Connect with us

News

Vizio is making more money selling your data than it is selling TVs

If you don’t want the company using your data, you have options.

vizio smart tv
Image: KnowTechie

It’s often been said that “if you’re not paying for it, you’re the product,” and it certainly seems that way with a certain low-cost TV manufacturer. Vizio released its Q3 earnings report last week, and the company made twice the profit off advertising and viewer data than it made off TV sales.

The reason we’ve not really known about this before now is that Vizio was a privately-held company until about a year ago, so wasn’t held to things like public reporting of quarterly earnings. The company has two divisions, Devices, which covers TVs, soundbars, etc, as you’d expect.

The other division, Platform Plus, is less tangible, selling viewer data through its InScape program, ad placements on its device’s home screens and inside ‘free’ channels, and other things like its cut from subscriptions and deals for the buttons on the remotes. You didn’t think the Netflix logo just appeared there on its own, right?

That division is extremely lucrative for the company, bringing in $57.3 million of gross profit in Q3. In contrast, the Devices division grossed $25.6 million, even with substantially higher revenue.

That ended up with the Devices division losing $18.6 million this quarter, so you can see how important the data brokering division is to Vizio’s overall business strategy and the longevity of the brand.

Thankfully, you can stop Vizio from selling your data – here’s how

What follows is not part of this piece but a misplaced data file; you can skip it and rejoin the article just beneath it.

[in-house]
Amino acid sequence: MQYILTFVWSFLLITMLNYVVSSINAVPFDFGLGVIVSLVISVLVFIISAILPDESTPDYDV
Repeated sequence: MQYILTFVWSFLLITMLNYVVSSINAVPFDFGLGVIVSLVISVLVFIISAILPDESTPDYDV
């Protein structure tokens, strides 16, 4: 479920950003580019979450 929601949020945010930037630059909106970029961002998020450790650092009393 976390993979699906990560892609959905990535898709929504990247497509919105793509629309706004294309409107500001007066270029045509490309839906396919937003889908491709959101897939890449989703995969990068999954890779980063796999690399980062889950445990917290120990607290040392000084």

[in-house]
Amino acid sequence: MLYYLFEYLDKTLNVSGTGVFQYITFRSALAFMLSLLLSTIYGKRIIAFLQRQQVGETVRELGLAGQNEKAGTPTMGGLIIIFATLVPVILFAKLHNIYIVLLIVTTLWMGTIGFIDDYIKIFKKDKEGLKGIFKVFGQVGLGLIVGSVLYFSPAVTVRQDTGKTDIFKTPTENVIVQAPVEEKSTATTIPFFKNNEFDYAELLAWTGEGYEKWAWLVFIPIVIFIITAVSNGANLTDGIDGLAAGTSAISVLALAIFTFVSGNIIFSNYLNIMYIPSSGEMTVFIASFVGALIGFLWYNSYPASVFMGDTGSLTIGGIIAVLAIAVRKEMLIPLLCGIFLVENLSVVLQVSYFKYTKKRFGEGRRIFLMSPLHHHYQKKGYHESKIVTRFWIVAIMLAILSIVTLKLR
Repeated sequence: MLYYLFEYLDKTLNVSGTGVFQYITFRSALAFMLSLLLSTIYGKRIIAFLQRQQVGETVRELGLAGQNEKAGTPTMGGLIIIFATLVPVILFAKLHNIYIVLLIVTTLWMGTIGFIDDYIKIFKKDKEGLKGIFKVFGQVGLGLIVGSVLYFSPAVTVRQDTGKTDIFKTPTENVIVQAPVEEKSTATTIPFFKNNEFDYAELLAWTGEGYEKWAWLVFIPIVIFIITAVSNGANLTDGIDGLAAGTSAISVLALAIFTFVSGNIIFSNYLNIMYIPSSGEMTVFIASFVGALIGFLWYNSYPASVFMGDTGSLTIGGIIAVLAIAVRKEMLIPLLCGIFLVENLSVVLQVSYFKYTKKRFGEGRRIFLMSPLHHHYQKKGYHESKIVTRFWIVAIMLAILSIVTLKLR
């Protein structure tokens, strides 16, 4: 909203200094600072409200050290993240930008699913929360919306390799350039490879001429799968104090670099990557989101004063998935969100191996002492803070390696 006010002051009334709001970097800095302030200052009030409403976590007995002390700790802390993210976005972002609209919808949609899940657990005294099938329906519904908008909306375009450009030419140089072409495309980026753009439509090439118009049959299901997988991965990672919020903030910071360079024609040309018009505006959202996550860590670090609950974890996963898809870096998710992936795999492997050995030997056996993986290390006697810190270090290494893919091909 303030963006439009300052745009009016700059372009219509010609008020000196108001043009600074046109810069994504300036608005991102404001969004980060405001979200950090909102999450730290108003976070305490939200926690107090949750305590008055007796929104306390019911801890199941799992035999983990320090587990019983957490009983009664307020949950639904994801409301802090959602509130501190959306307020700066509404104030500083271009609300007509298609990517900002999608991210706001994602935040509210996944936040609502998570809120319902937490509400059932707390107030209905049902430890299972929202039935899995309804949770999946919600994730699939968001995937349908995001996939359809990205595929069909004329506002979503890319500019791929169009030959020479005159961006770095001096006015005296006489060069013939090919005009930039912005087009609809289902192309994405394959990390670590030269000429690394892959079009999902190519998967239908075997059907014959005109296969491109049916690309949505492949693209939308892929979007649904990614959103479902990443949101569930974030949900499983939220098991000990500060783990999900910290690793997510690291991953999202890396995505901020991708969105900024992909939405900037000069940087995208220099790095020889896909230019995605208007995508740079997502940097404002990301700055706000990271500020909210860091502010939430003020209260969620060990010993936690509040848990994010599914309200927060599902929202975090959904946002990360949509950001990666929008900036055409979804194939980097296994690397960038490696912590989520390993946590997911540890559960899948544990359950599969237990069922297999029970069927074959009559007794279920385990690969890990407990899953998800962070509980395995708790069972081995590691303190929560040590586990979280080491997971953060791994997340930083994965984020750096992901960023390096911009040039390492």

If you don’t want your data being sold by Vizio, here’s how to opt-out:

  1. Press the MENU button on your remote

  2. Select System vizio stop data tracking how-to

  3. Select Reset & Admin vizio stop data tracking how-to

  4. Highlight Viewing Data vizio stop data tracking how-to

  5. Hit the right arrow to change the setting to OFF.

Expect this type of data brokering arrangement to continue, especially if Vizio keeps pricing low during the supply constraints we currently live in. Expect more HDMI 2.1 equipped TV sets, with more connected features, and more integrated advertising to keep those TV prices low.

In case you were thinking just low-cost TV manufacturers were doing this, they’re not. So are premium brands like Samsung or LG, with targeted advertising based on the reams of data available on your watching habits and other online activities.

That goes for streaming box manufacturers, like Roku, as well, which makes an average of $40 per user a month. Still think you’re not the product?

Have any thoughts on this? Let us know down below in the comments or carry the discussion over to our Twitter or Facebook.

Editors’ Recommendations:

Comments

More in News